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dc.contributor.authorTourish, Dennis
dc.contributor.authorHargie, Owen
dc.date.accessioned2008-07-16T12:47:42Z
dc.date.available2008-07-16T12:47:42Z
dc.date.issued2004
dc.identifier.citationTOURISH, D. and HARGIE, O., 2004. Communication audits: building world class communication systems. In: S. OLIVER, ed. Handbook of corporate communication and public relations: pure and applied. London: Routledge.pp.131-144en
dc.identifier.isbn9780415334198en
dc.identifier.urihttp://hdl.handle.net/10059/198
dc.description.abstractEffective internal communication is a vital pre-requisite for the functioning of all organisations. Yet it is a commonplace that communication is poor in most. Employees complain that they neither know nor understand corporate priorities, while frustrated senior managers insist that they have invested a great deal of time in explaining them. There is additional evidence that information transmission from the bottom to the top is also defective, with employees and even managers fearing to articulate their true opinions to those further up the hierarchy (Rosenfeld et al., 1995). Thus, senior managers often have a very limited understanding of the communication dynamics within their own organisation. In our own research in this field, we have frequently found that the people most surprised by audits which point to problems are the senior management team (Hargie and Tourish, 2000). The result can be a climate of mutual suspicion rather than trust, with energies that should be focused on beating the competition squandered in internal struggles. In this chapter, we suggest that the key to building a world-class communication system lies in managers having an accurate picture of how well they and everyone else are actually communicating. In a nutshell, we advance a twofold argument: 1. All organisations need a focused communication strategy, designed to build a world class system for sustaining internal communications. 2. The first step in implementing the above is that current practice must be rigorously and honestly evaluated, utilising communication audit techniques. We then discuss in-depth how audits can be implemented, and the data collection options available. While the main focus of this chapter is upon internal communications, audits are also of importance for external communications, and so we raise issues of relevance to the latter area as well.en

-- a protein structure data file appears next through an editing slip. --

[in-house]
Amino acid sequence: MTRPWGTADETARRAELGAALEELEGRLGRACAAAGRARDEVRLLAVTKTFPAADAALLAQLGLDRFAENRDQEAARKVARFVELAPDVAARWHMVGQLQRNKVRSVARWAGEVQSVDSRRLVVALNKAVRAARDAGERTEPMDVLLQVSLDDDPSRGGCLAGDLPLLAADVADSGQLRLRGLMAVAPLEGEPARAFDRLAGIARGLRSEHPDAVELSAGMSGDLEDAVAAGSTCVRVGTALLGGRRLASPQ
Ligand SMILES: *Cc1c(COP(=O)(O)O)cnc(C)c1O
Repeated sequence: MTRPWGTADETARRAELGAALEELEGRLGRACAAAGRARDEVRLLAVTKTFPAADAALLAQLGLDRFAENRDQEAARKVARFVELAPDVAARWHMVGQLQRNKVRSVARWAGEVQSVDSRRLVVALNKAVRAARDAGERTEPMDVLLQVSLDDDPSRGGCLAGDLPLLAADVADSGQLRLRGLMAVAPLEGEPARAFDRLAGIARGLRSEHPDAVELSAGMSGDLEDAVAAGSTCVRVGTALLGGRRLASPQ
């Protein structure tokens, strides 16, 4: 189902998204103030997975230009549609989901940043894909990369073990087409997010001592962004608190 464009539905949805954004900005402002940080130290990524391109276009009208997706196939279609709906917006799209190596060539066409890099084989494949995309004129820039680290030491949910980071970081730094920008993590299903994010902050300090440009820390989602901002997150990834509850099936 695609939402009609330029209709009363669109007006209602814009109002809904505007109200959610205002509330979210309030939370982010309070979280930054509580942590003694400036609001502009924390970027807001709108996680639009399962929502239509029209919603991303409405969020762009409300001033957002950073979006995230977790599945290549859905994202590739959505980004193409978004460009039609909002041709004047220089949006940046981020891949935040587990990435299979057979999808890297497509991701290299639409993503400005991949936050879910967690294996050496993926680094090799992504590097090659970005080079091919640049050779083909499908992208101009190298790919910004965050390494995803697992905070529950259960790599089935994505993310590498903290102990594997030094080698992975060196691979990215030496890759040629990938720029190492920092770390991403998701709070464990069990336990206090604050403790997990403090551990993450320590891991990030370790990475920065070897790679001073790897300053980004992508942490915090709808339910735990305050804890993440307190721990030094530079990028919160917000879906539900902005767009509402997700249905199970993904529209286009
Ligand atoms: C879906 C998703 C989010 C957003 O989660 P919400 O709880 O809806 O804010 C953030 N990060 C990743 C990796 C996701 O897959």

dc.format.extent171153 bytes
dc.format.mimetypeapplication/pdf
dc.language.isoenen
dc.publisherRoutledgeen
dc.relation.ispartofHandbook of corporate communication and public relations: pure and applied, edited by Sandra Oliver.en
dc.rightsCopyright : Taylor & Francisen
dc.subjectCommunication strategyen
dc.subjectInternal communicationen
dc.subjectCommunication auditsen
dc.titleCommunication audits: building world class communication systems.en
dc.typeBook chaptersen


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